IPv6 ISATAP configuration example with a Cisco router as a client

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==Introduction==
==Introduction==

Latest revision as of 23:42, 14 June 2011

Contents

Introduction

This example demonstrates ISATAP configuration on the head-end router and a simulated ISATAP client using a Cisco router.
Usually the client is a Windows PC with IPv6 enabled, initiating the tunnel. For testing and verification purposes, a Cisco router closest to the clients can act as a client.
For this, we are using ISATAP tunnel at the head-end and IPv6 over IPv4 manual tunnel at the client router. IPv6 unicast routing can be disabled on the client router, so that it will behave as a true client and install a default IPv6 static route towards the head-end.
Check feature navigator to verify head-end router image supports ISATAP tunnels.
Check feature navigator to verify simulated client router supports manually configured IPv6 over IPv4 tunnels.

Design

ISATAP client.jpg

Configuration

Head-end router configuration

ipv6 unicast-routing
!
interface Loopback0
 ip address 15.100.8.1 255.255.255.255
!
interface Tunnel1
 no ip address
 no ip redirects
 ipv6 address 2001:DB8:CAFE:65::/64 eui-64 <<<Any /64 IPv6 address will work
 no ipv6 nd ra suppress       <<< IPv6 ra is suppressed by default on tunnel. Need to re-enable for client auto-configuration.
 tunnel source Loopback0
 tunnel mode ipv6ip isatap

Simulated ISATAP client on Cisco router

interface ethernet0
 ip address 15.2.8.128 255.255.255.0
!
interface Tunnel1
 no ip address
 ipv6 address autoconfig
 ipv6 enable
 tunnel mode ipv6ip
 tunnel source ethernet0
 tunnel destination 15.100.8.1


Related show Commands

This section provides information you can use to confirm your configuration is working properly.

Certain show commands are supported by the Output Interpreter Tool (registered customers only), which allows you to view an analysis of show command output.


Show running-config

Client Tunnel1 should acquire IPv6 address prefix from head-end. Then client source IPv4 address is appended at the end. In this example, 15.2.8.128 => F02:880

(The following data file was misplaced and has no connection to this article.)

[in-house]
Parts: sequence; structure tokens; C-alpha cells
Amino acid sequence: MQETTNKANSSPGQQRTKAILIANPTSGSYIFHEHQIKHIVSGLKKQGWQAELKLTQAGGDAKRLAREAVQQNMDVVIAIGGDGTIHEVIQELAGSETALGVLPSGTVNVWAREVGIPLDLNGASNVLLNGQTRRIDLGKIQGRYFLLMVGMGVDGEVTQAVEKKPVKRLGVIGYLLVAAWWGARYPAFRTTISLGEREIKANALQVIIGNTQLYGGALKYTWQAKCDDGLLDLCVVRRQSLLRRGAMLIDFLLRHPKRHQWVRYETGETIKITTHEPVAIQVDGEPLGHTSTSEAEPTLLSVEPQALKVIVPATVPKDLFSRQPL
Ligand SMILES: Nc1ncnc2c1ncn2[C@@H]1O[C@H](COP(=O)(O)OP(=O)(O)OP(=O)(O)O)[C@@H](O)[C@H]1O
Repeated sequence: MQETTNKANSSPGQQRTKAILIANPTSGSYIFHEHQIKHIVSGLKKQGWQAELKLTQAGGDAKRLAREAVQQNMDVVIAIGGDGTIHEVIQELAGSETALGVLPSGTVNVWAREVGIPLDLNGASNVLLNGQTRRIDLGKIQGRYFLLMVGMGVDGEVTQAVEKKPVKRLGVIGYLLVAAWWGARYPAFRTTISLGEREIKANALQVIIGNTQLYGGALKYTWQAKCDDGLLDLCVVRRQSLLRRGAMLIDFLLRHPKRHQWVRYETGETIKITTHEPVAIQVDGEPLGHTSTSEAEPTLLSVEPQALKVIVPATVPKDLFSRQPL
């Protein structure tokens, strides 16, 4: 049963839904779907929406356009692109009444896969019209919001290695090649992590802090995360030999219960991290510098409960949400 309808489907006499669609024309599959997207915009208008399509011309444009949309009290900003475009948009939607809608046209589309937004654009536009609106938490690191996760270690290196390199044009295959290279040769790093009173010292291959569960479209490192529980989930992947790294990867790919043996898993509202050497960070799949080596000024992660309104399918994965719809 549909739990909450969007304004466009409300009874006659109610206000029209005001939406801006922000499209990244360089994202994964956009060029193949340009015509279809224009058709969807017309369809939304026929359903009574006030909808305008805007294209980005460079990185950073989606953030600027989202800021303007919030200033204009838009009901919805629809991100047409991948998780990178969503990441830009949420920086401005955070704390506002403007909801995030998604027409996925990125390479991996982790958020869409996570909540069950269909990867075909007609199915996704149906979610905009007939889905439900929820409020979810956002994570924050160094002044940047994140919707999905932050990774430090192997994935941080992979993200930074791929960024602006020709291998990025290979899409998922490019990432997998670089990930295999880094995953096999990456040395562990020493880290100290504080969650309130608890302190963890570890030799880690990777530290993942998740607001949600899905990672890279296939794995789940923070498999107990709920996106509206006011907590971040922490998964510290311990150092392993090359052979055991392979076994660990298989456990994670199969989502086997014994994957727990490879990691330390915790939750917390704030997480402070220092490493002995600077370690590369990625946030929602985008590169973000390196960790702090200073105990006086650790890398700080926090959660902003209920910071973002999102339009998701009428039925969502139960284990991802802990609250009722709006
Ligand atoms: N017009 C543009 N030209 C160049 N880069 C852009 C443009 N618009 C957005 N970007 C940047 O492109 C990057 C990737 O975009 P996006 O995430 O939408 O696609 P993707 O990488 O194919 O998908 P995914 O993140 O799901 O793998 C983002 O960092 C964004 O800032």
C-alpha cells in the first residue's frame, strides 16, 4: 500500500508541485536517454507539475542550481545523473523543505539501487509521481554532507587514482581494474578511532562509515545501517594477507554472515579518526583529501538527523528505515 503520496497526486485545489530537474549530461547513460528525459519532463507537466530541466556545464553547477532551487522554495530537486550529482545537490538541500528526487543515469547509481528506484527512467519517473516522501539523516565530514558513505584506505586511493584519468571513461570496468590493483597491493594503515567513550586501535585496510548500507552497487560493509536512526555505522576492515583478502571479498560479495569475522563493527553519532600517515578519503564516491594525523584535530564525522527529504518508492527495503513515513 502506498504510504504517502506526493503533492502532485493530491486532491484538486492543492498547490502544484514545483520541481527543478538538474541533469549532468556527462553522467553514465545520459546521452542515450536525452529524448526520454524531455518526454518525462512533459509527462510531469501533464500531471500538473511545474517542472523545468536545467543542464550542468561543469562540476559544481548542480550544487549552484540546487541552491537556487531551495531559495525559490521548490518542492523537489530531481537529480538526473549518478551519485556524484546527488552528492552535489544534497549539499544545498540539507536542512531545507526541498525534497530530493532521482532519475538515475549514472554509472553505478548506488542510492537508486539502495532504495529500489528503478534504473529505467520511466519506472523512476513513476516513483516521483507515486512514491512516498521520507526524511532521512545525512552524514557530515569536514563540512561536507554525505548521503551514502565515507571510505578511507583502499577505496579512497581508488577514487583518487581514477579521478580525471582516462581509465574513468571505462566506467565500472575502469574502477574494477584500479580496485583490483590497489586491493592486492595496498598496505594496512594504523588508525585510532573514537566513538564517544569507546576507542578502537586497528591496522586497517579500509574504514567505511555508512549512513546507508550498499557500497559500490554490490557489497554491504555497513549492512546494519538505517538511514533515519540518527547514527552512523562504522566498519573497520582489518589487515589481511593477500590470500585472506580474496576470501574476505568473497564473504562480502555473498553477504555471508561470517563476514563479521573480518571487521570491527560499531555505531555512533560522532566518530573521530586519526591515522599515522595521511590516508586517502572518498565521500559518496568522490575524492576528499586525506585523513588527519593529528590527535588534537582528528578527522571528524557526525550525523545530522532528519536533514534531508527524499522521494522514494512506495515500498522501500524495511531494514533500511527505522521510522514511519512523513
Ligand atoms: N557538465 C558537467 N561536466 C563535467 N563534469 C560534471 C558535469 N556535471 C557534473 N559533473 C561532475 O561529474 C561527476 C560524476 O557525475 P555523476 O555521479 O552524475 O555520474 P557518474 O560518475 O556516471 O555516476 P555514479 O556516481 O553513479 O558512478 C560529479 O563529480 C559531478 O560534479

show ipv6 interface tunnel1
 IPv6 is enabled, link-local address is FE80::F02:880 
 No Virtual link-local address(es):
 Stateless address autoconfig enabled
 Global unicast address(es):
   2001:DB8:CAFE:65::F02:880, subnet is 2001:DB8:CAFE:65::/64 [EUI/CAL/PRE]  <<< Acquired IPv6 prefix and resultant IPv6 autoconfig address
     valid lifetime 2591770 preferred lifetime 604570
 Joined group address(es):
   FF02::1
   FF02::1:FF02:880
 MTU is 1480 bytes
 ICMP error messages limited to one every 100 milliseconds
 ICMP redirects are enabled
 ICMP unreachables are sent
 ND DAD is enabled, number of DAD attempts: 1
 ND reachable time is 30000 milliseconds (using 30000)
 Default router is FE80::5EFE:F64:801 on Tunnel1 <<< ISATAP head-end as the default router with 0000:5EFE appended with head-end source IPv4


If IPv6 unicast-routing is disabled on the client router, it will also install a default static route pointing towards the ISATAP head-end router.

show ipv6 route
IPv6 Routing Table - default - 4 entries
Codes: C - Connected, L - Local, S - Static, U - Per-user Static route
      B - BGP, R - RIP, I1 - ISIS L1, I2 - ISIS L2
      IA - ISIS interarea, IS - ISIS summary, D - EIGRP, EX - EIGRP external
      ND - Neighbor Discovery, l - LISP
      O - OSPF Intra, OI - OSPF Inter, OE1 - OSPF ext 1, OE2 - OSPF ext 2
      ON1 - OSPF NSSA ext 1, ON2 - OSPF NSSA ext 2
S   ::/0 [2/0]
     via FE80::5EFE:F64:801, Tunnel1
C   2001:DB8:CAFE:65::/64 [0/0]
     via Tunnel1, directly connected
L   2001:DB8:CAFE:65::F02:880/128 [0/0]
     via Tunnel1, receive
L   FF00::/8 [0/0]
     via Null0, receive

Head-end should be able to ping the client.

router#ping ipv6 2001:DB8:CAFE:65::F02:880
Type escape sequence to abort.
Sending 5, 100-byte ICMP Echos to 2001:DB8:CAFE:65::F02:880, timeout is 2 seconds:
!!!!!
Success rate is 100 percent (5/5), round-trip min/avg/max = 0/0/0 ms

Related Information

Technical Support & Documentation - Cisco Systems

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